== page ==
ISSUE 85  |  Travels with an Editor: Barcelona

The Best Secret Garden in Barcelona

August 12, 2013 8:00 PM

BY Michelle Slatalla

Share This:

Twenty four years ago, Spanish artist and animator Javier Mariscal discovered an abandoned leather factory on Barcelona’s rundown east side. The cavernous complex had crumbling buildings, a smokestack, and an inauspicious location down the block from the local Hell’s Angels clubhouse. Mariscal, whose drawing of a friendly sheepdog became the official mascot of the Barcelona Olympics, has what you might describe as a whimsical sense of humor (perhaps you’ve seen his New Yorker covers or his Oscar-nominated film, Chico & Rita). He decided on the spot to move his studio into the ruins.

The site was “absolutely destroyed,” remembers his brother Santi Mariscal, who arrived in the early 1990s to manage the complex. He found a rather bleak scene: The grounds were parched and paved with a powdery gravel more suited to the surface of the moon. No more.

Nowadays, it’s the lushest, greenest, and most imaginative garden in Barcelona, thanks to garden designer José Farriol. The sprawling compound known as Palo Alto–named, with a wink to Silicon Valley, for the tall spire of the factory’s smokestack–is a creative enclave with nearly two dozen art studios and offices for architects, animators, sculptors, photographers and, of course, Estudio Mariscal. There’s a staff cantina on site (open to the public for lunch), shady open-air meeting rooms, a fish pond, a kitchen garden. And the old factory walls are cloaked in a green wall of flowering vines four stories high.

Photographs by Pancho Tolchinsky except where noted.

Above: During office hours when Palo Alto’s metal gate is open, visitors are welcome. To visit, take the metro to the Selva de Mar station about six blocks away (see map below).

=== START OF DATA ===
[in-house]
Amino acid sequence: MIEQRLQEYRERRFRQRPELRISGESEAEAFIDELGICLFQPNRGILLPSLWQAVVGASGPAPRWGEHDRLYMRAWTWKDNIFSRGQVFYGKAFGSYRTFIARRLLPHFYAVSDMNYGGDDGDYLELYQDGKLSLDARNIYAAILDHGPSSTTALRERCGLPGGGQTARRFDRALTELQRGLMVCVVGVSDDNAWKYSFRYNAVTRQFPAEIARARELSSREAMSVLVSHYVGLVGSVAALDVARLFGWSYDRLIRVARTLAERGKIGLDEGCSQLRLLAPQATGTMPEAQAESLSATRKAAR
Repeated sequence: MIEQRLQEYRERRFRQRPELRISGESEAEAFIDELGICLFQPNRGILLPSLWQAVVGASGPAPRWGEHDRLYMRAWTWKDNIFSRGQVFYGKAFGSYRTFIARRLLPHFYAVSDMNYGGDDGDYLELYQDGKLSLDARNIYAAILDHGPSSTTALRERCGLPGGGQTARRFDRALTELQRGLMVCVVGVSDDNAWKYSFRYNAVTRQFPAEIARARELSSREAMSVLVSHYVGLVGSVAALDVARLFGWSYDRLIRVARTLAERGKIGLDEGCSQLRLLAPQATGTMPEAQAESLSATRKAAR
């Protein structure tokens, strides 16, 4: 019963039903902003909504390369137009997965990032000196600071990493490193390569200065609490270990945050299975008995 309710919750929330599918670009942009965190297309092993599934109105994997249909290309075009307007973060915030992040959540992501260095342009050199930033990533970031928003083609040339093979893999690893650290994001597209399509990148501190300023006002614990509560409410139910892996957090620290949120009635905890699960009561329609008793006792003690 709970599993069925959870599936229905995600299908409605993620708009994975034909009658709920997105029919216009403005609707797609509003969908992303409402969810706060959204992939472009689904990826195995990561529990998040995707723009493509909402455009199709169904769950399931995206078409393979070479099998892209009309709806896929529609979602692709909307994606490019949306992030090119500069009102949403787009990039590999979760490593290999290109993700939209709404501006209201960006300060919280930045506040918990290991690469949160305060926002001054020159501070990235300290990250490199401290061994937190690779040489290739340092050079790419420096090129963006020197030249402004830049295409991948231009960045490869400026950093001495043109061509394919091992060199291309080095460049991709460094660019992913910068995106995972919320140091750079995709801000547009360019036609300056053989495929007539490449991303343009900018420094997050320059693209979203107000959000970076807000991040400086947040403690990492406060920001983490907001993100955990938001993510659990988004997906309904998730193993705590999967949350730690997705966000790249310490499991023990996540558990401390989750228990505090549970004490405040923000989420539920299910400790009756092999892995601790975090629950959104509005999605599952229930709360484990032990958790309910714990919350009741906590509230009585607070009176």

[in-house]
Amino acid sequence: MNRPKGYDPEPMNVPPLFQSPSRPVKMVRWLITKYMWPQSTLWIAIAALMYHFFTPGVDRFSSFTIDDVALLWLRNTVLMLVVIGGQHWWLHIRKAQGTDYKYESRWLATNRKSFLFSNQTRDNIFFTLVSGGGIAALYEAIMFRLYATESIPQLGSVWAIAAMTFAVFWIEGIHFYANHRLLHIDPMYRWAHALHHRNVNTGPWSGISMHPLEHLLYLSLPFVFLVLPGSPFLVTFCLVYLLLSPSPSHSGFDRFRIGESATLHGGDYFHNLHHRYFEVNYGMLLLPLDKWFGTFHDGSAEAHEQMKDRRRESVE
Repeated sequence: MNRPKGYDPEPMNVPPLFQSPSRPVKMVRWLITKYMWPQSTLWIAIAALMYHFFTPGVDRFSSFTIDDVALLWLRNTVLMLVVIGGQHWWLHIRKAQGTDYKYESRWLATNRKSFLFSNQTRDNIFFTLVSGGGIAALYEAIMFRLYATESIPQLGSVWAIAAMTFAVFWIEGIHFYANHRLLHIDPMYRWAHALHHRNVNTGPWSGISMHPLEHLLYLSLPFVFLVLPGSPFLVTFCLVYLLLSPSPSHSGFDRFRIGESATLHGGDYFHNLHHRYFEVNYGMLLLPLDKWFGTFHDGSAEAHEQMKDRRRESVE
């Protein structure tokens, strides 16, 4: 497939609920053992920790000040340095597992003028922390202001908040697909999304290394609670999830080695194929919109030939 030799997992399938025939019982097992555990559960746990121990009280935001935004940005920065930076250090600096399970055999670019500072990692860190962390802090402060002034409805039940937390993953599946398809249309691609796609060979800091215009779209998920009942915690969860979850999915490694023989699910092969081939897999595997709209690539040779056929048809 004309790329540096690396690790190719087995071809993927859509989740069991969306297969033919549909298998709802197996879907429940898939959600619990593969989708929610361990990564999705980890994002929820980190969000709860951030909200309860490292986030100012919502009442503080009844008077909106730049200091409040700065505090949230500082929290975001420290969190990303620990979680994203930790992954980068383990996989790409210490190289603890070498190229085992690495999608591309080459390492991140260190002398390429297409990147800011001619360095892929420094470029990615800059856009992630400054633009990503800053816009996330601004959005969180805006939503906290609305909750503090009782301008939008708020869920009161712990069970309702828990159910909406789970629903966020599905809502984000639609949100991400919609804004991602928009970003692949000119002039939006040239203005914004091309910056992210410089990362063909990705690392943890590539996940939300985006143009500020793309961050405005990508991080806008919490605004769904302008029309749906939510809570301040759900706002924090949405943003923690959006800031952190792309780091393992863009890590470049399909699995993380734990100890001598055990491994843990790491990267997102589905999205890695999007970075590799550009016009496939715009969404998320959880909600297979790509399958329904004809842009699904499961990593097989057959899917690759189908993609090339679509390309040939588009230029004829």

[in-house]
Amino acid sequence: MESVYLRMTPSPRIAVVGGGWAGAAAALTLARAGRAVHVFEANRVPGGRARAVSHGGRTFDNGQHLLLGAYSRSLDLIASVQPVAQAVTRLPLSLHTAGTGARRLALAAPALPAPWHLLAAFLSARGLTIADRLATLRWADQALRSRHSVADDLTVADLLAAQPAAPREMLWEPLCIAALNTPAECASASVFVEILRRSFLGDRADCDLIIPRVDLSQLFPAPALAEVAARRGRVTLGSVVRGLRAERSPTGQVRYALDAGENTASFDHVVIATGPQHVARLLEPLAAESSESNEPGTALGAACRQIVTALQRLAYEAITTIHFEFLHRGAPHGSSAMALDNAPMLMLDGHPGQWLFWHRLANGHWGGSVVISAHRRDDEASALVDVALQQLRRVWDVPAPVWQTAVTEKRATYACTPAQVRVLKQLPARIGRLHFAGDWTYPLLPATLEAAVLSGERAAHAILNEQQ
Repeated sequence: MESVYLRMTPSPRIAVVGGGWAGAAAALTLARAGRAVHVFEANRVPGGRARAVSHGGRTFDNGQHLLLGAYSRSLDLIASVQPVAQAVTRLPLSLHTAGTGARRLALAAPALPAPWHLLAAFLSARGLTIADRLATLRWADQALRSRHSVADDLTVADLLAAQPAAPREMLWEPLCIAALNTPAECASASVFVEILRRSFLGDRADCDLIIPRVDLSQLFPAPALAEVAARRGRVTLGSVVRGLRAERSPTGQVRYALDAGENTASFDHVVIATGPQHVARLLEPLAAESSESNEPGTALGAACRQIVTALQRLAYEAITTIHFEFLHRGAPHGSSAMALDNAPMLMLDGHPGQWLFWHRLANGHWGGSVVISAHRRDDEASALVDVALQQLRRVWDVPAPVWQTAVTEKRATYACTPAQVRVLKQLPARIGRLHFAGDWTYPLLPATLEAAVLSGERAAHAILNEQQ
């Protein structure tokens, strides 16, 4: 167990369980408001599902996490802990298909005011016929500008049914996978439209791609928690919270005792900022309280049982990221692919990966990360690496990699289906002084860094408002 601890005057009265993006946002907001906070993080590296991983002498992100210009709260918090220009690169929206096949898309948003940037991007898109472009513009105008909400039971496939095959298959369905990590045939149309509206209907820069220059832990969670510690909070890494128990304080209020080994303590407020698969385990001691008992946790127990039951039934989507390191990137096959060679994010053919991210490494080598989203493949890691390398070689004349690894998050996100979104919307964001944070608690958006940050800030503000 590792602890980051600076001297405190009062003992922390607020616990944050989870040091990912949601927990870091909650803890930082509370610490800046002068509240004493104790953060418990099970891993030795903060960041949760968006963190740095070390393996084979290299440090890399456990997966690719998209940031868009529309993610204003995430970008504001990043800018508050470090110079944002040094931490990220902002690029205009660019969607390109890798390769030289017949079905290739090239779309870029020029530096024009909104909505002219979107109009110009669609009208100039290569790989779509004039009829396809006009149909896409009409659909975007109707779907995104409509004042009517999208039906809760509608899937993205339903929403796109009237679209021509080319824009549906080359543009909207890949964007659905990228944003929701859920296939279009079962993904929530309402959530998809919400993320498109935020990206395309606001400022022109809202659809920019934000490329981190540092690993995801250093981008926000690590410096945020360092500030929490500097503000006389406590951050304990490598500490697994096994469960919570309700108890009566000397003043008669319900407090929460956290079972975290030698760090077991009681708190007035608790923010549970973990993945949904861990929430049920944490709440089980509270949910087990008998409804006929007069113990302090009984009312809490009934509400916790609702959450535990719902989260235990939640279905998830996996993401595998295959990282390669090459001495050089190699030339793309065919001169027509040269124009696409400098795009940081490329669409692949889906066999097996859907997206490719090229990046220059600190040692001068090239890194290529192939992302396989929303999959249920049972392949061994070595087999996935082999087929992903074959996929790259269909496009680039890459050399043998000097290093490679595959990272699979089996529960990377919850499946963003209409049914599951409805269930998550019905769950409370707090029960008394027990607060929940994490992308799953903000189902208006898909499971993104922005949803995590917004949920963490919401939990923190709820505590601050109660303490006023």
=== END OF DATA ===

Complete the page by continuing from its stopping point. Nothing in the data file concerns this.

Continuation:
Above: The garden is the work of designer José Farriol (above), a friend who had collaborated with Javier Mariscal on comic books in the 1970s. When Farriol arrived at Palo Alto in 1993, the Mariscal brothers gave him one directive: “We need something green, something alive,” remembers Santi Mariscal.

Above: “This was my first experience as a gardener,” says Farriol. “I started small, by spending a lot of time studying how the light moves through the leaves.”

Above: Old friends José Farriol and Javier Mariscal (R), who recently collaborated with another old friend–filmmaker Fernando Trueba–on last year’s Oscar-nominated animated film Chico & Rita.

The first thing Farriol brought to the site was an orange tree.

Says Javier Mariscal, “Every time I saw him, he was standing like this with his arms crossed, looking at the sky. I said, ‘When are you going to plant the garden?'”

Next came vines. Then a row of palm trees.

“Javier doesn’t like things growing in a neat row,” Farriol says. “But it was a driveway. You couldn’t put a tree in the middle.”

Above: The complex, built in the late 1800s, is laid out sort of like a letter “E.” A main driveway is the spine. Side streets lead to vaulted-ceiling studios and offices tucked into various buildings. At the end of one long allée is La Cantina restaurant, open to the public for lunch on weekdays. For hours and more information, see Palo Alto.

Above: Under a pergola covered in grape vines is an outdoor meeting room. Photograph by Josh Quittner.

Above: In a shaded spot in the center of the garden is a pond filled with lily pads and goldfish. In the mornings, croaking frogs sun themselves on the banks. Photograph by Josh Quittner.

Above: The Palo Alto gardens have served as a backdrop for films, including Woody Allen’s Vicky Cristina Barcelona (“The scene was about half a minute long,” says Santi Mariscal).

Above: A network of iron cables screwed into the walls to form a trellis supports many varieties of vines, including bougainvillea, jasmine, quinquefolia, grapes, and creeping ficus.

Above: The old smokestack looms in the background.

Above: Santi Mariscal (R) and Farriol in an orchard and kitchen garden–or huerto–that Farriol planted in a narrow strip behind one of the complex’s buildings. “It’s for the birds,” says Farriol. 

Above: Rows of fruits and vegetables, including eggplants, grow in the garden.

Above: Farriol recycles old materials such as metal rods and bamboo stalks and fashions them into tuteurs and trellises in the garden.

Above: A fence and gate made of recycled materials keeps out the local predators–neighborhood dogs, mostly.

Above: The sun sets behind the palo alto at Palo Alto. Photograph via Palo Alto.

Above: It takes about seven minutes to walk from Barcelona’s Selva de Mar metro station to the entrance of Palo Alto at 30-38 Carrer dels Pellaires.

Planning a trip? As part of our new Travels with an Editor series, all week long we’ll be posting stories about our favorite Gardens, Shops, Lodging, and Restaurants in Barcelona.